The term “community manager” has been around for a while. However with the growth of social media in business, it’s turned into more of a buzz term. Do a search online for “Community Manager Job” and you’ll get hundreds, if not thousands, of results.
In an insightful post on the Econsultancy blog, they make an effort to clear up some of the smoke about what exactly a community manager is, and what they job really entails.
The author summed up the job title and purpose nicely:
Community managers are trained specialists, who guide and engage with the members of a community. They may get involved with setting the overall strategy for the community, working closely with the brands.
For our purposes, the “brand” is the newspaper. If the newspaper is smart and up with the times, then at the very least they are active in three areas: Story commenting on the website, a Facebook Fan Page, and a Twitter Page.
The strategy development, launching and day-to-day maintenance would all fall to a community manager employed by the newspaper.
Econsutlancy breaks down the job this way, which I think is pretty accurate:
- Setting the goals for the community
- Encouraging members to participate
- Giving information around a specialized subject
- Feeding back to the brand the community’s concerns and activities
- Keeping the community fresh
- Writing community guidelines
When looked at this way, a community manager should seem like a must-have position for a news organization. The comments, your Facebook page and your Twitter page are all public-facing, and they deal directly with your readers on a daily basis.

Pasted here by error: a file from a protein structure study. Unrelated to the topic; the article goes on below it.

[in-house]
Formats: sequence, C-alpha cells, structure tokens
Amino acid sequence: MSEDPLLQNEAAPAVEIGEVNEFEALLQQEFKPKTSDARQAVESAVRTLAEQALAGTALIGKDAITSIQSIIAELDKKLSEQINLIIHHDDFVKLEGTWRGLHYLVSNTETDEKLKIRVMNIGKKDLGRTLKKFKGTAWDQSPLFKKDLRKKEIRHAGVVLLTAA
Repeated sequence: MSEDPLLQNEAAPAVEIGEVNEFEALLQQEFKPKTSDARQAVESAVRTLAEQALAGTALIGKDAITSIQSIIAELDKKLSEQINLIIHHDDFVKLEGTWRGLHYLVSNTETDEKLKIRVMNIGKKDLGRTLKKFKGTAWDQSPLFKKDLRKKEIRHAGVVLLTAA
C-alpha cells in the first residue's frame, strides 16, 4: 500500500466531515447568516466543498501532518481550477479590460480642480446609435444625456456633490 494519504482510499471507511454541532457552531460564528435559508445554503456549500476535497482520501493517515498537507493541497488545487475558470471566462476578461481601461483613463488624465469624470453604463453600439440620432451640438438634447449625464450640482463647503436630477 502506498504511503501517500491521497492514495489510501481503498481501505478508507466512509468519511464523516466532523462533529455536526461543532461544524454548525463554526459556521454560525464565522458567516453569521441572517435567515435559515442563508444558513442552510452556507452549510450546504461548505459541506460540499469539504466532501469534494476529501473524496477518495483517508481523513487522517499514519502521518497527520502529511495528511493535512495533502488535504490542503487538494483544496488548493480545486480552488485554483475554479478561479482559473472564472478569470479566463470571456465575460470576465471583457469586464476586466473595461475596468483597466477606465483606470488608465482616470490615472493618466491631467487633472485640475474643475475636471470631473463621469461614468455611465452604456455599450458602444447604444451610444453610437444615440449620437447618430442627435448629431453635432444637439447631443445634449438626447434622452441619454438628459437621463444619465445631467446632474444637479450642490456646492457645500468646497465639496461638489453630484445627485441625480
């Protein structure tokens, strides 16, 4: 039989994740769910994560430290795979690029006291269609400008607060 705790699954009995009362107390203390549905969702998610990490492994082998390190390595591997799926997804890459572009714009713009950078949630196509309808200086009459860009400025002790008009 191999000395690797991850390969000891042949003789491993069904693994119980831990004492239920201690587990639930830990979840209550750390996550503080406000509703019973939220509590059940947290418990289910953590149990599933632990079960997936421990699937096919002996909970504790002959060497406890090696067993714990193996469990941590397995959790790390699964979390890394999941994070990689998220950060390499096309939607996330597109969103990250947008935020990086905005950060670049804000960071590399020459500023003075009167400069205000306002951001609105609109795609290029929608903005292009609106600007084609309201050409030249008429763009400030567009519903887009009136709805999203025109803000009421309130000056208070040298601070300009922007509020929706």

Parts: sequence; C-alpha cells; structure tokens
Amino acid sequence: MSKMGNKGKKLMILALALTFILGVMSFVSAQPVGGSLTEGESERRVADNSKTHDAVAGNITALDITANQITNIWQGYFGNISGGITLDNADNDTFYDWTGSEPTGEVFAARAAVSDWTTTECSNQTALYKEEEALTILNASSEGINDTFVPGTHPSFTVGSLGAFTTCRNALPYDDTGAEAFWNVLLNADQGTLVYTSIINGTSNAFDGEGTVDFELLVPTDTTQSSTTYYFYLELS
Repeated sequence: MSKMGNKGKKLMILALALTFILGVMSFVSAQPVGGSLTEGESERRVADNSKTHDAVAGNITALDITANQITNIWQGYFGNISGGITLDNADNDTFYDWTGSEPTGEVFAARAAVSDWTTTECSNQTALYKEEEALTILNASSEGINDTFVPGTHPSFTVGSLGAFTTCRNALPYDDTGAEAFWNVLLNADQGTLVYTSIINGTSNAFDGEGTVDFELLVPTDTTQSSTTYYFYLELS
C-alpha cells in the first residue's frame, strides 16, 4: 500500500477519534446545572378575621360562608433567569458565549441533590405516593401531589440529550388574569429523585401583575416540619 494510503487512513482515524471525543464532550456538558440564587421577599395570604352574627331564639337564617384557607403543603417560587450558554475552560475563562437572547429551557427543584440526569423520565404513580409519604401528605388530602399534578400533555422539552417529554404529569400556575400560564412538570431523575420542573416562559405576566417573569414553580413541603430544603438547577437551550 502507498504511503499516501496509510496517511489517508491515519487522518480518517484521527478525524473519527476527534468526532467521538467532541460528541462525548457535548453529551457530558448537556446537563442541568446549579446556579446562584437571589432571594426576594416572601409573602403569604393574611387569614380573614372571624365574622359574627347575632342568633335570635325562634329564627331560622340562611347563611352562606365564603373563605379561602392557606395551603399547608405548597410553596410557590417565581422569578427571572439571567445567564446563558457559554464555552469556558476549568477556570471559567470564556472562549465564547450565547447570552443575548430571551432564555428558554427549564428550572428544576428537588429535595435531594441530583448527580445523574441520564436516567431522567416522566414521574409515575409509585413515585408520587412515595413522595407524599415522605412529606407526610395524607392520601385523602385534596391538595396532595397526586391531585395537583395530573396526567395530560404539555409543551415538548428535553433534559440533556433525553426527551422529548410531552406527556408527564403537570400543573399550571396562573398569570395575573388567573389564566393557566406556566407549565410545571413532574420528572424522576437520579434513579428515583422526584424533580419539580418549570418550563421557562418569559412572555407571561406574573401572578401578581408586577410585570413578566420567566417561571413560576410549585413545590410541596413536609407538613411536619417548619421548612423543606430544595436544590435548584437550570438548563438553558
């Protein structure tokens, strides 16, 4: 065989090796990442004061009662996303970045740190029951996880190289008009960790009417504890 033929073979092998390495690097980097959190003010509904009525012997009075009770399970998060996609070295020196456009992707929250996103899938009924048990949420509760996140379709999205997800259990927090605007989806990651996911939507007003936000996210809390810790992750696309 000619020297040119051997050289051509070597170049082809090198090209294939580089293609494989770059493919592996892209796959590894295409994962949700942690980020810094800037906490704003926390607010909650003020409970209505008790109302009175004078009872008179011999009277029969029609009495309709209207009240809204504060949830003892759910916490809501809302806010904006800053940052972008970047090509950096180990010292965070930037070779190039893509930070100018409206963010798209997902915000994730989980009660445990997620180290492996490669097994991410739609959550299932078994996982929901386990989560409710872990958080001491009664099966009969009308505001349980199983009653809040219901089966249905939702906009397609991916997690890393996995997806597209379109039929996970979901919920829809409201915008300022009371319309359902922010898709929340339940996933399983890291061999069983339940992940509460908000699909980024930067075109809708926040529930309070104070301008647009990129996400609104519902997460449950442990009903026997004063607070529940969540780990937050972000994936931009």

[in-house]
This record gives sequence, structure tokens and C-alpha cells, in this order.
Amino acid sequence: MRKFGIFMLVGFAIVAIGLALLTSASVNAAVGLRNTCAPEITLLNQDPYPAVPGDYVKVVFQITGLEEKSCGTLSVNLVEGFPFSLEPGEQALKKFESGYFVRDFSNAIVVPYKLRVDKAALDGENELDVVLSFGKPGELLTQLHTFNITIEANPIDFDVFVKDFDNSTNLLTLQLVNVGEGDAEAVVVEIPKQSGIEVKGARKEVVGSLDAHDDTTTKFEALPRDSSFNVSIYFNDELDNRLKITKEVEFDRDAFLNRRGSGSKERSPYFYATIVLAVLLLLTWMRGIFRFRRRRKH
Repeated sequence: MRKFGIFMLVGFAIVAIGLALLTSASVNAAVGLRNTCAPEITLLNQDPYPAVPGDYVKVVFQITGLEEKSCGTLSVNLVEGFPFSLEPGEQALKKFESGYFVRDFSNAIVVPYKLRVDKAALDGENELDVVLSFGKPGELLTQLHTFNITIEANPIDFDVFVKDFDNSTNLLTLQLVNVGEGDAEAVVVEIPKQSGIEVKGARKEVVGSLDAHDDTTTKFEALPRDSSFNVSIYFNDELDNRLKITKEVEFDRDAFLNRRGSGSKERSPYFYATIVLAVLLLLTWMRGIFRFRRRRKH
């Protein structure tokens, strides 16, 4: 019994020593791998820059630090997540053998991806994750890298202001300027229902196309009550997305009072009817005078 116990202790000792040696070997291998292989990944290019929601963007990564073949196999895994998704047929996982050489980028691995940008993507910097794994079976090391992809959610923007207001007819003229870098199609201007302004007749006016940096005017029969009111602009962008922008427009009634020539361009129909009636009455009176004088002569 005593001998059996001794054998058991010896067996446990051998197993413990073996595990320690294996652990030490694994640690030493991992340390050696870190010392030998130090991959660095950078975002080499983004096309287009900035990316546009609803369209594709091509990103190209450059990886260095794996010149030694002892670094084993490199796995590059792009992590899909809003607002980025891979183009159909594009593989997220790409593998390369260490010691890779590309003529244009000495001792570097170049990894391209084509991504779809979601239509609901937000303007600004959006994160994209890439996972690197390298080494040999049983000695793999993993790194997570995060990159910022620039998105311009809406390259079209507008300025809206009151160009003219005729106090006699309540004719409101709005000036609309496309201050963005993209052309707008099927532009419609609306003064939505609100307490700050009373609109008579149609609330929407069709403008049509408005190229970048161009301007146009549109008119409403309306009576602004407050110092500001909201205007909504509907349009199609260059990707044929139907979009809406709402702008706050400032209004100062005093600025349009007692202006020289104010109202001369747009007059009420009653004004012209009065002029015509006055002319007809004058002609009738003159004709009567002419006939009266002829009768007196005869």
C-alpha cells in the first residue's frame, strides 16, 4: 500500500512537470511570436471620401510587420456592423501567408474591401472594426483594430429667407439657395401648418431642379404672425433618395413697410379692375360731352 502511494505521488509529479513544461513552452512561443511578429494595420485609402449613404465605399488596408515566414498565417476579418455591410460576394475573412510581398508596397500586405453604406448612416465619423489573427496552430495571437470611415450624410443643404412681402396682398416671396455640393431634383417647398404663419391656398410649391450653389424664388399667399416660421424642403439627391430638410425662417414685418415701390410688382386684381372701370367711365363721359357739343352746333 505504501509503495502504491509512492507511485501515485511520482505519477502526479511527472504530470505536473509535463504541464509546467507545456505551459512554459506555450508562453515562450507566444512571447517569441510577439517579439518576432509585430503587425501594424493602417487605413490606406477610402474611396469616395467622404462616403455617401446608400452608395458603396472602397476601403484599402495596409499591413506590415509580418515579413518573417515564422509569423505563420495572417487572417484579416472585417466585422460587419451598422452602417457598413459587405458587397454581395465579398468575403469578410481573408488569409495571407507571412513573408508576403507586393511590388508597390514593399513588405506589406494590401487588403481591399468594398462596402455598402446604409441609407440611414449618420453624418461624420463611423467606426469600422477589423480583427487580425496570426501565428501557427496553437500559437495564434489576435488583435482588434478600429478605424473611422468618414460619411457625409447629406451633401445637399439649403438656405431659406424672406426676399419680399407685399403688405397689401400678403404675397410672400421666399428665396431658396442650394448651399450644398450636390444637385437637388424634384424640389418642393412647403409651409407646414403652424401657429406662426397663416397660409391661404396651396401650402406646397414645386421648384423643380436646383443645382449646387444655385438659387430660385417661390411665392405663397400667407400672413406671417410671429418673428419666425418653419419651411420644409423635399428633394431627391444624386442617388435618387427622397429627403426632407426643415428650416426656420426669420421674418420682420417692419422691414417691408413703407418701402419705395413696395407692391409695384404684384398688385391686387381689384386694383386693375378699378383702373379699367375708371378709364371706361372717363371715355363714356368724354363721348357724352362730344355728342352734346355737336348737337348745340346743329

When developing a strategy for dealing with comments on your newspaper’s website, the conversation should happen with a community manager, because they are the people who will be implementing the new strategy. Additionally, they bring to the table an outlook and individual experiences that reporters and editors often do not have. Having a good community manager on staff becomes more valuable each day, because the news organization has someone “on the front lines”, so to speak.
The duties that a community manager would have, cannot and should not be delegated to others in the newsroom who otherwise lack the background and professional experience that a professional community manager would have. It’s very tempting, especially in the current economic climate. But doing so would ultimately do more harm than good.
If your newspaper or news organization hasn’t hired a community manager to develop and maintain your organization’s communities online, you should do sooner rather than later.